It is a discriminatory worldview that tries to break the reality into subsets, to accept and deny the reality in parts. Such a point of view does not solve any problem. Though slightly off-track, it may still be worthwhile to quote Robert Frost who wrote – “Before I built a wall I’d ask to know, What I was walling in or walling out.‘
“We, the old Shauka folks from Johar, had been denied the variety of present school systems. In our schools we were taught only good morals and to remember irrelevant lessons by heart without knowing the meaning of them, etc.; failing which we were corporeally punished, and even ridiculed and laughed at if we were less privileged. We were never taught how to conduct ourselves in different situations. Our teachers were products of the same school traditions. Therefore, we remained morons forever. For many of us like me, self-fulfilling prophesies did the rest, to the extent that most of us remained immature and mis-educated even up to advanced age.”
Children learn from the community more than a teacher. Shaukas once were a flourishing community. Lower Primary School at Milam provided basic education that was needed for trade. That included working knowledge of English and Tibetan language as well.
Prior to Lower Primary Milam, all Shauka’s were technically home schooled, for year’s altogether. The ‘lack of education’ never affected the trade. In fact, it got better with time.
In my humble opinion, the issue confronting our community today is not due to education but due to an inorganic transition in which we lost our values as a community. In fact modern education acted as a catalyst and made the matters worse. Sadly, those irrelevant lessons that you were taught in school are still taught today, though the packaging has changed in some so-called modern schools.
A look at the National Curriculum Framework by NCERT is enough to demonstrate what the modern education is all about – nowhere close to what the father of the nation, Mahatma Gandhi, envisioned –
“That which does not cleanse our conscience, does not teach us how to keep our minds and senses in control, does not make us fearless and self-reliant, does not help us answer questions of sustenance, does not make us courageous enough to deny slavery and seek freedom, such an education, even if it is a treasure trove of information, enables us to make effective arguments, and provides us with scholastic command over language, cannot be called education. And if it is, then it is an incomplete one.”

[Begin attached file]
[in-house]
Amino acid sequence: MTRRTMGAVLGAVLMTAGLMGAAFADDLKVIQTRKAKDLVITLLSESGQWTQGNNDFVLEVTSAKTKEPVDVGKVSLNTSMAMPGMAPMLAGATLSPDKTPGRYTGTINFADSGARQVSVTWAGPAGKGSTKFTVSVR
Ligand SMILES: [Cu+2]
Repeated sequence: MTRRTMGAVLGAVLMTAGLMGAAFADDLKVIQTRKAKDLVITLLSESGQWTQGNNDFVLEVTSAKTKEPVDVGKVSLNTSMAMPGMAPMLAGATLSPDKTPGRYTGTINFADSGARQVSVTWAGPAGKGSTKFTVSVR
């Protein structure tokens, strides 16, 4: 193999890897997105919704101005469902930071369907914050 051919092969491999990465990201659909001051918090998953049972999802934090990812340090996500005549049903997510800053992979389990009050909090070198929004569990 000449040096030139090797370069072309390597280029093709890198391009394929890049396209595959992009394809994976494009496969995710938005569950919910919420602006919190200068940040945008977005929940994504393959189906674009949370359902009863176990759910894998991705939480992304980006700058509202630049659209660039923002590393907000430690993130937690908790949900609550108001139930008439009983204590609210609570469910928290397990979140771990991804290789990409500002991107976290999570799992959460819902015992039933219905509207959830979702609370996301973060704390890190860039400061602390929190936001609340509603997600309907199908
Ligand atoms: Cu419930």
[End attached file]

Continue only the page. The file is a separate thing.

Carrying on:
“In my book, school system should start educating children to develop correct and logical reaction patterns (not the two-valued Aristotelian logic), and to educate to distinguish symbols from facts or things. They should be trained what to think, say or do at a particular stimulation. As Alfred Korzybski has said, their language should structurally be the same as facts or things it represents, in all social and human interactions. They should be taught both the right and the wrong sides of life and the world, so they do not get shocks in later life. They should be taught to face difficulties, and not to escape from them.”
Would like to start with a quote by Oscar Wilde – “Education is an admirable thing, but it is well to remember from time to time that nothing worth knowing can be taught.”
We do not employ tutors for a child to learn how to walk or talk, two of the most complicated human activities. And surprising a child learns them on his or her own. Steven Pinker notes – “A pre-schoolers tacit knowledge of grammar is more sophisticated than the thickest style manual or the most state of the art computer language system.”
“They should be trained to freely mix up with all sorts of characters in and out of schools, and deal with them appropriately. They should be taught not to be afraid of anyone or anything however strange or unfamiliar they may be. In short, they should be prepared to face the world in and outside their environs, in the first place.”